But in the Senate committee, two Democrats – Tom and Steve Hobbs, D-Lake Stevens, said they would stand with Republicans and they refused to vote on anything else until the charter-school measure came up for a vote.

That meant a majority of the committee was standing against the chair.

Instead, McAuliffe canceled the committee’s Thursday meeting. That was the final meeting before the deadline. And so everything else before the committee died as well, including a somewhat weaker teacher-evaluation bill favored by the governor.

The impasse in the committee continues. Not a single meeting has been scheduled next week.


            ‘Heated Discussion’


The breakdown brought the governor to the Senate chamber Friday, where she met with McAuliffe and Senate Majority Leader Lisa Brown, D-Spokane and tried to figure out some way to save her own bill. Nothing happened.

But the real battle, members said, came when the doors were closed on the Senate Democratic Caucus meeting room and the argument began.

The moderate Democrats, who call themselves the “Roadkill Caucus,” stood with Tom and demanded action on the bills. The Roadkillers have been circulating a list of reforms they are demanding this year in return for their votes on the budget, though it has not been released publicly. The charter school and teacher-evaluation bills are on it.

Said state Sen. Jim Kastama, D-Puyallup, a prominent member of the Roadkill faction, “It was very apparent that there are a number of people who believe that it is time for us to make some very substantial changes. I think what everyone saw was the level of seriousness that our members in our caucus wants to move forward with this bill. And we are very serious. It is going to be one of our top priorities this year.”
If the Senate has the guts to take on gay marriage, he said, surely it can deal with charter schools.

“We have already taken on one controversy this session,” he said. “My message was it’s time for us to take on one more controversy, because we need to make some big changes this year.”


            Bill Expected From House


The bills are technically dead, but no one really counts them as such, because the loose rules of the House and Senate allow lawmakers to revive legislation in many ways. In the House, sponsor Eric Pettigrew is working on a new version of his charter school bill, and the reform-minded senators say his rewrite will become the focus. But they say the teacher-evaluation bill in the Senate is good to go – and they might find some way to force it to the floor.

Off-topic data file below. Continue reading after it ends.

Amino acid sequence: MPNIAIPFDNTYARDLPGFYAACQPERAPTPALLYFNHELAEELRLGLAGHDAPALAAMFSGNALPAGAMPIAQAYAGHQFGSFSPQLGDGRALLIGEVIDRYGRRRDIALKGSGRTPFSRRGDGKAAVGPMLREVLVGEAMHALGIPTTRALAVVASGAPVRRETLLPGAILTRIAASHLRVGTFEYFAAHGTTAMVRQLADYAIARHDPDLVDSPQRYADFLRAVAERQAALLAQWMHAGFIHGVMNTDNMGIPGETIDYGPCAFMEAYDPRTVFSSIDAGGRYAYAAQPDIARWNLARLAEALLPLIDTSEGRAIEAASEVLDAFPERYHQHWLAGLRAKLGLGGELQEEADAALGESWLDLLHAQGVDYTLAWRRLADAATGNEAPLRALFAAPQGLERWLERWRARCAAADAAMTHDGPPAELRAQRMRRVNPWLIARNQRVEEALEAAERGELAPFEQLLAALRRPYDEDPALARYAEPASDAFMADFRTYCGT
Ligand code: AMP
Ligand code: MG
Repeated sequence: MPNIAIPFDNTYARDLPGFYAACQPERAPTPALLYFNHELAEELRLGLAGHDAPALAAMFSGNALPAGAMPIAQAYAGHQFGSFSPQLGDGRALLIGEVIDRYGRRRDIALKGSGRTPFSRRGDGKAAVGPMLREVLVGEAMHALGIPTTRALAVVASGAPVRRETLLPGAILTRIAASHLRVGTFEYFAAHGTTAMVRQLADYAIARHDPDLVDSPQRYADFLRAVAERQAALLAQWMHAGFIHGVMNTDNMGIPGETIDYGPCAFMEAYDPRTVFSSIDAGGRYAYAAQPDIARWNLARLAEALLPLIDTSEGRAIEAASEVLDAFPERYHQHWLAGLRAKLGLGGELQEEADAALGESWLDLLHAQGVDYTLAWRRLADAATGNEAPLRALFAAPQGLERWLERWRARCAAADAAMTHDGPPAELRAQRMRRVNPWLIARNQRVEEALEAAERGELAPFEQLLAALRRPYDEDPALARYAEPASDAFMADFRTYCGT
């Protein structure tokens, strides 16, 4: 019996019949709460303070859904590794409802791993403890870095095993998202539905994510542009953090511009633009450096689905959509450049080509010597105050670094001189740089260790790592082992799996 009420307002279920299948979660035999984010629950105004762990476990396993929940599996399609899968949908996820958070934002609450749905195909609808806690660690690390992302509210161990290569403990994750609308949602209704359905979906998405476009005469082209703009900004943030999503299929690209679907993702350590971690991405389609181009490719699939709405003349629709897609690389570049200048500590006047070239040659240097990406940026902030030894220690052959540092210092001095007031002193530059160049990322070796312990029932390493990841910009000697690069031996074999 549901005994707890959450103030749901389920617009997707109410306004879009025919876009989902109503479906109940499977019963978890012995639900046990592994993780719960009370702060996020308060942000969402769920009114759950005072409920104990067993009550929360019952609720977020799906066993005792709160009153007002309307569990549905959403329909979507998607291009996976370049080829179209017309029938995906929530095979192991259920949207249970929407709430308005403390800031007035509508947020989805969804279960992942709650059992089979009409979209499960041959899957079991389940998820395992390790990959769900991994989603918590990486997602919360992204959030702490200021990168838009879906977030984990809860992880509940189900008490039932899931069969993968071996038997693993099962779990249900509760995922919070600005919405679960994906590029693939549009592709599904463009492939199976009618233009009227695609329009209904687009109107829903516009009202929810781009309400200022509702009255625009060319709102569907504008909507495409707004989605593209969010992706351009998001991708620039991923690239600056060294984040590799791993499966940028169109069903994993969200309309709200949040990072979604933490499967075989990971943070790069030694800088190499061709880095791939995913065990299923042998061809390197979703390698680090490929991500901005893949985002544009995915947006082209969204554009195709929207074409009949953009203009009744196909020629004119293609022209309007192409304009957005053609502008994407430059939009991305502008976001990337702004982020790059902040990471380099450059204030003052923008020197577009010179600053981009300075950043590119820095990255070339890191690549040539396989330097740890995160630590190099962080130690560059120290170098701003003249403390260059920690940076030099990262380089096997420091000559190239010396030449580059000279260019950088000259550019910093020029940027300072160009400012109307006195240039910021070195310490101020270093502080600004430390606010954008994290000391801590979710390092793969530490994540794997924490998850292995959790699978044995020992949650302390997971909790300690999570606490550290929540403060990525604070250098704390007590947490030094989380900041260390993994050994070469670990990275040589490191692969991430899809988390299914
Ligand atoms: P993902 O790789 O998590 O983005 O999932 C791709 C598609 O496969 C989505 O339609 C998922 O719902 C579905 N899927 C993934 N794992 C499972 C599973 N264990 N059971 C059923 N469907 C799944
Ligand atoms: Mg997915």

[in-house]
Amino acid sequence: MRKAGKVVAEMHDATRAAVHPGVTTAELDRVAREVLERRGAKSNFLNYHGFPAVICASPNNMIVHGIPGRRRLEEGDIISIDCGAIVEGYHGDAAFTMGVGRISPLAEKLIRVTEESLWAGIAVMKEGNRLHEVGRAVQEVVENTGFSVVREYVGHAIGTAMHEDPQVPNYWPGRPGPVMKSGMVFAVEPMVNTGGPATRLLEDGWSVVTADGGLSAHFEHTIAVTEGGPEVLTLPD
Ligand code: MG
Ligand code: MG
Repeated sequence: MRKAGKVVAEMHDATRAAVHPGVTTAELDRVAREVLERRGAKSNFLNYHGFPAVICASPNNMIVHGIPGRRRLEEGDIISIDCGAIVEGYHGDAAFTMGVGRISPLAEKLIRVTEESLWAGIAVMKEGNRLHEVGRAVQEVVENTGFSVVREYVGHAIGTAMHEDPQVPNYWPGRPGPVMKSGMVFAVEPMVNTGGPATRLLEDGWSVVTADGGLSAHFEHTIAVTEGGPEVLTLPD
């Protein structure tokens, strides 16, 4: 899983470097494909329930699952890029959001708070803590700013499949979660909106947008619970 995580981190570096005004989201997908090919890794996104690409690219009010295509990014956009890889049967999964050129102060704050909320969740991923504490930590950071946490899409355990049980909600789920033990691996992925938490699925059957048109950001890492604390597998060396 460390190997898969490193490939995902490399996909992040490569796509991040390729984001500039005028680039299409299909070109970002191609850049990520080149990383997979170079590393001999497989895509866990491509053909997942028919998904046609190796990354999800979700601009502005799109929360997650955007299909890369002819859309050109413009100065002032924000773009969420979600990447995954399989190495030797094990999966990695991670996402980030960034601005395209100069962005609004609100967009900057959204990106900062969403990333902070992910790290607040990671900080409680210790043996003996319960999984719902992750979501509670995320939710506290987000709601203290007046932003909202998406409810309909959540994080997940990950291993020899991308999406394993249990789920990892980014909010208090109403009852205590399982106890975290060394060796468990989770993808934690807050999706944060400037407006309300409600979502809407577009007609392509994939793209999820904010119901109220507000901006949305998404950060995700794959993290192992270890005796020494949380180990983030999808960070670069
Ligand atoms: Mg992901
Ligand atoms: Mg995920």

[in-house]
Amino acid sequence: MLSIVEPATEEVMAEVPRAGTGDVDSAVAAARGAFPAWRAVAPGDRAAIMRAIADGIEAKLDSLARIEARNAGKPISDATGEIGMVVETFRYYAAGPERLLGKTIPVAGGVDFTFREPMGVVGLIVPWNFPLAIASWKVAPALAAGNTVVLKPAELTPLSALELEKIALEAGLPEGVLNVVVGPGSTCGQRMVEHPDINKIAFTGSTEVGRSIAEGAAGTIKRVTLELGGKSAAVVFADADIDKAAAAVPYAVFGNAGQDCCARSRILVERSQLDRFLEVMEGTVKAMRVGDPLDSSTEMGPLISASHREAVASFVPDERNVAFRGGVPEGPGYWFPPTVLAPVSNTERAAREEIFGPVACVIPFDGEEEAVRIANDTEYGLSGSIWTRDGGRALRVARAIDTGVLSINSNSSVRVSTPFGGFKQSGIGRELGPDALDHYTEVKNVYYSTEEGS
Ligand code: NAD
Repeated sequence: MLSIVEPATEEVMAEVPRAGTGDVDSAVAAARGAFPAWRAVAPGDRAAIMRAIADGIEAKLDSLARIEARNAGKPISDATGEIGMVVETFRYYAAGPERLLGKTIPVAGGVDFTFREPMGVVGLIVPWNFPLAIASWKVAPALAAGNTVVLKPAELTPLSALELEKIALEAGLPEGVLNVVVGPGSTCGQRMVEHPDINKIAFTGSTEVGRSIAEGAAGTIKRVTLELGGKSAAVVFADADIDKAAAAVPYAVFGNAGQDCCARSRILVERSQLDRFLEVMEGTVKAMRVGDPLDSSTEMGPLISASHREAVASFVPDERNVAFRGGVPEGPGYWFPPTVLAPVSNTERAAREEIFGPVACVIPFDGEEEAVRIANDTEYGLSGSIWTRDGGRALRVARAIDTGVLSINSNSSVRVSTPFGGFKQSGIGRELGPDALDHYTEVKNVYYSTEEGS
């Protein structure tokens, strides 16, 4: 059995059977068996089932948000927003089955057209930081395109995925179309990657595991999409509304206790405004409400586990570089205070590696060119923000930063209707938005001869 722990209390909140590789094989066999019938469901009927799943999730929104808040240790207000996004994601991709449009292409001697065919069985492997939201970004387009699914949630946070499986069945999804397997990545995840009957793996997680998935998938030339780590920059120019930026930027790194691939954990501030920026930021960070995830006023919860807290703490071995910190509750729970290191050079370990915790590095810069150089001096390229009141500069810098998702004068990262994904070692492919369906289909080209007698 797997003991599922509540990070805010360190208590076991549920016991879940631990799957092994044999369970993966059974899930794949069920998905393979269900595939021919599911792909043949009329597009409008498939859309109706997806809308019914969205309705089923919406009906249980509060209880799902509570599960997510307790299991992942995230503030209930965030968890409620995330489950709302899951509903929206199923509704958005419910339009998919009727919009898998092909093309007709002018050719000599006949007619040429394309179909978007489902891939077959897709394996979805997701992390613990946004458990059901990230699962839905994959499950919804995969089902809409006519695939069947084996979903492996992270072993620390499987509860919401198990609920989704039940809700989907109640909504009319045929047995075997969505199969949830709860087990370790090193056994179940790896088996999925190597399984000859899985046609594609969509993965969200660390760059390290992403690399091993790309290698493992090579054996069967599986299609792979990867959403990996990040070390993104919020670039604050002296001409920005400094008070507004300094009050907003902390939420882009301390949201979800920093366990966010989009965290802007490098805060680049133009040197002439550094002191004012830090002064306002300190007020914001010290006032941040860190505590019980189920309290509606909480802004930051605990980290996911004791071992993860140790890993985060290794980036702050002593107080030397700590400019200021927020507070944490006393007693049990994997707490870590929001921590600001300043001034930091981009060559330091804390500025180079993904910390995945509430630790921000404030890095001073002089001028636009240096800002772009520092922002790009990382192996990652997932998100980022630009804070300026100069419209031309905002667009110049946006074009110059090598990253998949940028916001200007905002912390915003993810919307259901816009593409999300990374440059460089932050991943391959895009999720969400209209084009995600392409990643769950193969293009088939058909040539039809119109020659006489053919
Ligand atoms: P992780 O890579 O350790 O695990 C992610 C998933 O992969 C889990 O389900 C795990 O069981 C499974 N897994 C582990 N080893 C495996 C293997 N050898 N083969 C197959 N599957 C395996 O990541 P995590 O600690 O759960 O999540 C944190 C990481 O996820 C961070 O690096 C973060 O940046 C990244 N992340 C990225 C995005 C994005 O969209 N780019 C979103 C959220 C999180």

“There are always options,” Hobbs said. “Nothing is ever dead.”

One possible outcome: The issue may be wrapped up in a session-ending compromise that combines a number of issues.


            McAuliffe Points Finger

McAuliffe issued a statement Friday evening that appeared to blame the standoff on Tom and state Sen. Steve Litzow, the ranking Republican on the committee. Her version suggests that she was willing to pass a modified version of the teacher-evaluation proposal, but charter schools were something she was unwilling to consider.

 “Since Jan. 23, I have been trying to work with Sen. Rodney Tom, Sen. Steve Litzow and the Republicans on my committee to reach a compromise on the teacher evaluation bills,” she said. “I agreed to move both Sen. Tom’s and the governor’s evaluation bills out of committee, and would have attempted to move many other important bills. We have over 40 education bills in committee from early learning to special education to charter schools. I was told by Sen. Tom and Sen. Litzow nothing would move without the charter school bill.

“The recent McCleary decision held that we need to amply fund our current K-12 system. Instead of putting money into a select few charter schools, money should be focused on our existing classrooms.

“In all my years, I have never been unable to move bills out of committee. I am extremely disappointed Sen. Tom, Sen. Litzow and the Republicans refused to negotiate. It is our children’s loss.

            “However, this breakdown in negotiations today will not be the end of the story.  I will continue to work for a compromise and find a solution that will help all our students.”